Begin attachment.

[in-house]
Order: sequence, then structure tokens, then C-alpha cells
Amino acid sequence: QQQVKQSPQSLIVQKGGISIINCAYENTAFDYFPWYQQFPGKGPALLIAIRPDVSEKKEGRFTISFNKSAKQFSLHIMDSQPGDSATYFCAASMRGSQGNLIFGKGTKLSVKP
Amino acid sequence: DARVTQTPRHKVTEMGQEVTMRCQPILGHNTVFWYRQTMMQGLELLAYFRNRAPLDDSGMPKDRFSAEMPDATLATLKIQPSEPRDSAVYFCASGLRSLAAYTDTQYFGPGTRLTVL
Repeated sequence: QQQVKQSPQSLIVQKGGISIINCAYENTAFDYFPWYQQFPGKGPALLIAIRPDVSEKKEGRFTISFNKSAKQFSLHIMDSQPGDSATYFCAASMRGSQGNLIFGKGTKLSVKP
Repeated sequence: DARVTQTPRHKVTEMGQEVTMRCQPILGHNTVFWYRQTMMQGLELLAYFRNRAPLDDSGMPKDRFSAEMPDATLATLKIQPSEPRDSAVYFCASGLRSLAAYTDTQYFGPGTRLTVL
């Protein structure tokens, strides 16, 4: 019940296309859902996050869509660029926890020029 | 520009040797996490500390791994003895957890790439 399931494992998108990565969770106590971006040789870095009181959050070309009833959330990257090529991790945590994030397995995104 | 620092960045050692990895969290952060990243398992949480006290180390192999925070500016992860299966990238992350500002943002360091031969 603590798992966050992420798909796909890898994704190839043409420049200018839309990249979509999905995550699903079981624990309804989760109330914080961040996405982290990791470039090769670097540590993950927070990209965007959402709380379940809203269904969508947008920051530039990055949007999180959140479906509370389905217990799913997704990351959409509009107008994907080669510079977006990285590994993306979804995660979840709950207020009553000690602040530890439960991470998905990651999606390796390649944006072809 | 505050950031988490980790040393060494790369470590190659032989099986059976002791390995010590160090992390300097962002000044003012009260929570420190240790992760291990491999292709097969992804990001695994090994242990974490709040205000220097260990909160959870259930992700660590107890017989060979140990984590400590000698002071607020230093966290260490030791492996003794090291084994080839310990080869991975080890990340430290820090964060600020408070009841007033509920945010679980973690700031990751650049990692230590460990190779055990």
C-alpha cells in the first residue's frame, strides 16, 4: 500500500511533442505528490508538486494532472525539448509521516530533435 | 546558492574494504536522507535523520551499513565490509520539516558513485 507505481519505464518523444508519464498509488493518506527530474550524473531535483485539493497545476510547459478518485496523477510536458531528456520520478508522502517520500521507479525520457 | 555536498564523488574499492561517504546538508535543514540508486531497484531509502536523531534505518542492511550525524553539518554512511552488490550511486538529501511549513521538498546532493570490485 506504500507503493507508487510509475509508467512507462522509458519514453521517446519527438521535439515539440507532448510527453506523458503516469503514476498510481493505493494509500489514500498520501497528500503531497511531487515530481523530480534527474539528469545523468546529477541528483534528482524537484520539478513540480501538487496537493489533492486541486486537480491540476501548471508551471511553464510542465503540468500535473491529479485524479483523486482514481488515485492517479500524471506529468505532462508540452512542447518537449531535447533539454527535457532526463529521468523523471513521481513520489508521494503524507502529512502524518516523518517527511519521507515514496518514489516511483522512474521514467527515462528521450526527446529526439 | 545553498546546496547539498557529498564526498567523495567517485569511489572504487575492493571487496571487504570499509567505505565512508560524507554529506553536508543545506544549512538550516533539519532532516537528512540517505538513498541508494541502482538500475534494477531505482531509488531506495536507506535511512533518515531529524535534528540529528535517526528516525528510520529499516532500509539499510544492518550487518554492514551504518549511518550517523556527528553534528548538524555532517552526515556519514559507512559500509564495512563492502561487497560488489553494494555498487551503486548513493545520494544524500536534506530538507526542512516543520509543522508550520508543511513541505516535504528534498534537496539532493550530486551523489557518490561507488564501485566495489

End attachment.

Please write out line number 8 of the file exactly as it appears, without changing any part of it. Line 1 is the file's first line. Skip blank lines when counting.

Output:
C-alpha cells in the first residue's frame, strides 16, 4: 500500500511533442505528490508538486494532472525539448509521516530533435 | 546558492574494504536522507535523520551499513565490509520539516558513485 507505481519505464518523444508519464498509488493518506527530474550524473531535483485539493497545476510547459478518485496523477510536458531528456520520478508522502517520500521507479525520457 | 555536498564523488574499492561517504546538508535543514540508486531497484531509502536523531534505518542492511550525524553539518554512511552488490550511486538529501511549513521538498546532493570490485 506504500507503493507508487510509475509508467512507462522509458519514453521517446519527438521535439515539440507532448510527453506523458503516469503514476498510481493505493494509500489514500498520501497528500503531497511531487515530481523530480534527474539528469545523468546529477541528483534528482524537484520539478513540480501538487496537493489533492486541486486537480491540476501548471508551471511553464510542465503540468500535473491529479485524479483523486482514481488515485492517479500524471506529468505532462508540452512542447518537449531535447533539454527535457532526463529521468523523471513521481513520489508521494503524507502529512502524518516523518517527511519521507515514496518514489516511483522512474521514467527515462528521450526527446529526439 | 545553498546546496547539498557529498564526498567523495567517485569511489572504487575492493571487496571487504570499509567505505565512508560524507554529506553536508543545506544549512538550516533539519532532516537528512540517505538513498541508494541502482538500475534494477531505482531509488531506495536507506535511512533518515531529524535534528540529528535517526528516525528510520529499516532500509539499510544492518550487518554492514551504518549511518550517523556527528553534528548538524555532517552526515556519514559507512559500509564495512563492502561487497560488489553494494555498487551503486548513493545520494544524500536534506530538507526542512516543520509543522508550520508543511513541505516535504528534498534537496539532493550530486551523489557518490561507488564501485566495489